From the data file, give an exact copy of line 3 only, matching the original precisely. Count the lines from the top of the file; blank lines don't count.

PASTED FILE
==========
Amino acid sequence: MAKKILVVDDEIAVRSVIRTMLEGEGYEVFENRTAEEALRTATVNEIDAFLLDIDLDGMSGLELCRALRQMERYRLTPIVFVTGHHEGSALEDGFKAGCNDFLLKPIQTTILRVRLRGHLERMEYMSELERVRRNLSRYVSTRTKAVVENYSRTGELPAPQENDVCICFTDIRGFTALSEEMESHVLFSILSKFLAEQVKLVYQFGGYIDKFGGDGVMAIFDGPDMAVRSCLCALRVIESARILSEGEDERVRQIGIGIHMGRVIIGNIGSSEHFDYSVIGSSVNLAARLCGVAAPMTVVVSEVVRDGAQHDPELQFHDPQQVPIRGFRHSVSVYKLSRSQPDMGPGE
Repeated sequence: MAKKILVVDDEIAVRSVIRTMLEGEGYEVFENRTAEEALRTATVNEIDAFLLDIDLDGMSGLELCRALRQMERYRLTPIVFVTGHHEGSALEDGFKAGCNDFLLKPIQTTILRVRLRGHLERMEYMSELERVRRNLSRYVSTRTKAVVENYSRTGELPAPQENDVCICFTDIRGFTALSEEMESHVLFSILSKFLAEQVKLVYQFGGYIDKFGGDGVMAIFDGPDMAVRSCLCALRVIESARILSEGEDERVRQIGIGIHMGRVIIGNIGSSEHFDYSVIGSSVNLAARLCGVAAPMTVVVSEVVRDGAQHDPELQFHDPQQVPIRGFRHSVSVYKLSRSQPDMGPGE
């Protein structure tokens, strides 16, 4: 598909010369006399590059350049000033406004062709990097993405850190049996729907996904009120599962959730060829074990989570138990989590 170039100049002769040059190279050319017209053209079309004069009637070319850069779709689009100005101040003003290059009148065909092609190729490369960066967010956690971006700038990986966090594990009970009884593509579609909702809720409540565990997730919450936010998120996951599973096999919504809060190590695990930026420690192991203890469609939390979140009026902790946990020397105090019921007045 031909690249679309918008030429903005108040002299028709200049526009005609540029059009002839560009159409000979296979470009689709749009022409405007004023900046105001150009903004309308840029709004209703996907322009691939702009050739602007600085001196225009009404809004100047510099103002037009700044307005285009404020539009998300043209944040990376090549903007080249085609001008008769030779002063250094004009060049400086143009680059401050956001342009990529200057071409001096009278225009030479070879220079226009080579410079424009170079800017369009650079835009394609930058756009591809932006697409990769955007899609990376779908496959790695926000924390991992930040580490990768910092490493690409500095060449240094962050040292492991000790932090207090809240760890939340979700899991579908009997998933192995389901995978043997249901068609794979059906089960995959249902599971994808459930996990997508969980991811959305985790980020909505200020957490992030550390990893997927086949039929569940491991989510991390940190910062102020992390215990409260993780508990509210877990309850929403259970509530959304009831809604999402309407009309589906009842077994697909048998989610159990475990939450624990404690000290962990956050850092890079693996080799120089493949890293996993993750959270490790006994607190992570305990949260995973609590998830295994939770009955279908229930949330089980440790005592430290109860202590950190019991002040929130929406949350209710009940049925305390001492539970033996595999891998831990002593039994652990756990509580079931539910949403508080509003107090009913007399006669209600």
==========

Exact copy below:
């Protein structure tokens, strides 16, 4: 598909010369006399590059350049000033406004062709990097993405850190049996729907996904009120599962959730060829074990989570138990989590 170039100049002769040059190279050319017209053209079309004069009637070319850069779709689009100005101040003003290059009148065909092609190729490369960066967010956690971006700038990986966090594990009970009884593509579609909702809720409540565990997730919450936010998120996951599973096999919504809060190590695990930026420690192991203890469609939390979140009026902790946990020397105090019921007045 031909690249679309918008030429903005108040002299028709200049526009005609540029059009002839560009159409000979296979470009689709749009022409405007004023900046105001150009903004309308840029709004209703996907322009691939702009050739602007600085001196225009009404809004100047510099103002037009700044307005285009404020539009998300043209944040990376090549903007080249085609001008008769030779002063250094004009060049400086143009680059401050956001342009990529200057071409001096009278225009030479070879220079226009080579410079424009170079800017369009650079835009394609930058756009591809932006697409990769955007899609990376779908496959790695926000924390991992930040580490990768910092490493690409500095060449240094962050040292492991000790932090207090809240760890939340979700899991579908009997998933192995389901995978043997249901068609794979059906089960995959249902599971994808459930996990997508969980991811959305985790980020909505200020957490992030550390990893997927086949039929569940491991989510991390940190910062102020992390215990409260993780508990509210877990309850929403259970509530959304009831809604999402309407009309589906009842077994697909048998989610159990475990939450624990404690000290962990956050850092890079693996080799120089493949890293996993993750959270490790006994607190992570305990949260995973609590998830295994939770009955279908229930949330089980440790005592430290109860202590950190019991002040929130929406949350209710009940049925305390001492539970033996595999891998831990002593039994652990756990509580079931539910949403508080509003107090009913007399006669209600």